How To Be Happy, Part 2

To continue what TechnoBoy and I discussed about being happy, the second rule is to hold lightly to the good things in life.

What I mean by that is that at any time, life can be turned completely upside down. Just because we have a nice house doesn’t mean that will be true tomorrow. A tornado would only need seconds to wreak complete havoc; a fire would only need minutes.

I know a woman whose son was shot and killed in a confrontation with police last month. Another dear friend of mine went surfing with her husband of 25 years in 2006 only to watch him suffer a massive coronary and die in her arms on the beach.

It only took me about ten seconds to fall down skiing in January. In football, they a similar injury an “unhappy triad”. I tore more than that. Recovery may take as long as a year.

Are those examples enough?

Life has difficulties. Anything could be gone in a moment. We shouldn’t spend our time afraid of loss, but do try to always remember that stuff is just stuff. Enjoy it while it’s here, do your best to keep things nice and well-maintained, but that’s where it ends.

Are some things precious to me? Of course. But they’re only things. They’re not more important than people.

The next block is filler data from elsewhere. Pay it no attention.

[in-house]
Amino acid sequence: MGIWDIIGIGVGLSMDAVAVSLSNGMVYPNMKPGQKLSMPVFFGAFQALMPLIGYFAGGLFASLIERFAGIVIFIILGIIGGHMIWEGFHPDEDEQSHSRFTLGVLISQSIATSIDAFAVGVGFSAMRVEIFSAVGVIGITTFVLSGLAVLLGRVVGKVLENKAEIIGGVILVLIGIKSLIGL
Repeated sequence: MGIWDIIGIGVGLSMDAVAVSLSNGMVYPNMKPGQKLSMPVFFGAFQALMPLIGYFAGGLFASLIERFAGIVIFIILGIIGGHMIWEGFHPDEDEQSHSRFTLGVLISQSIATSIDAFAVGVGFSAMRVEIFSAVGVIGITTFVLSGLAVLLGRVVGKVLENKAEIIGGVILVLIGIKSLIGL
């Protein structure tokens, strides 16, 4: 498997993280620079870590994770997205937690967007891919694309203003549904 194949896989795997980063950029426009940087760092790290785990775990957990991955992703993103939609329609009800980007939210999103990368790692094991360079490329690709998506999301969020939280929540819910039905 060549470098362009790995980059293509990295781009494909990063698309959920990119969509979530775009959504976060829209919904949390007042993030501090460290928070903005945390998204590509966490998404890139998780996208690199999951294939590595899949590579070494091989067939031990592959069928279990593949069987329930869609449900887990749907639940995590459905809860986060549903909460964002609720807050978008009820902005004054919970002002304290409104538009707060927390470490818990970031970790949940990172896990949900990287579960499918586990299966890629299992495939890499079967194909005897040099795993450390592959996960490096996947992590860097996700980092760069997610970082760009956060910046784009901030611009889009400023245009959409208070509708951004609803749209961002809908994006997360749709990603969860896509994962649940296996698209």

Letting go of items that you no longer need or that have become clutter can be difficult at first, but it really is worth it to move things out of your life that have become clutter. It feels….lighter. And finding someone who really needs or wants something that is taking up time, space, and energy in your own life is a lot of fun.

As for the people, the friend who lost her husband in ’06 is always telling us to “give flowers to the living.”

I think she’s got that one right.

Earnest Parenting: help for parents learning to be happy.

Image courtesy of tiarescott via Creative Commons license, some rights reserved.

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6 Responses to “How To Be Happy, Part 2”

  1. David Rogers says:

    One of my favourite quotes is “I cried because I had no shoes, ’till I met a man who had no feet”; we get too focussed on possessions. Studies have shown that for more lasting happiness we should focus on experiences rather than acquiring more “stuff”. We get bombarded my messages telling us our life won’t be great until we have product x. But the lustre soon wears off, and we want something else.

    • Amy LeForge says:

      So true, David! But it’s such a difficult lesson to learn (for all of us). My boys aren’t enjoying my attempts to teach it, or even the way Hubby and I live that principal. Little by little, I hope to convert them to our viewpoint. I’ve still got 6 years left to work on the older boys. Heh, heh, heh.

  2. Donn says:

    “Give flowers to the living.” makes sense. Unfortunately not many people live by this ‘rule’ until something bad happens, something that makes them think how life valuable is

    • Amy LeForge says:

      Donn, I think that’s true for all of us. That’s why I’m grateful for the way my friend keeps reminding me. It’s a tough concept to live, because in some respects you have to truly admit that you could lose people. It’s easier to pretend they’ll be around forever, don’t you think?

  3. Such a good point that the material things in our lives are not what truly makes us happy. It can be easy to get wrapped up in the material world but it will never bring us contentment. Great post!

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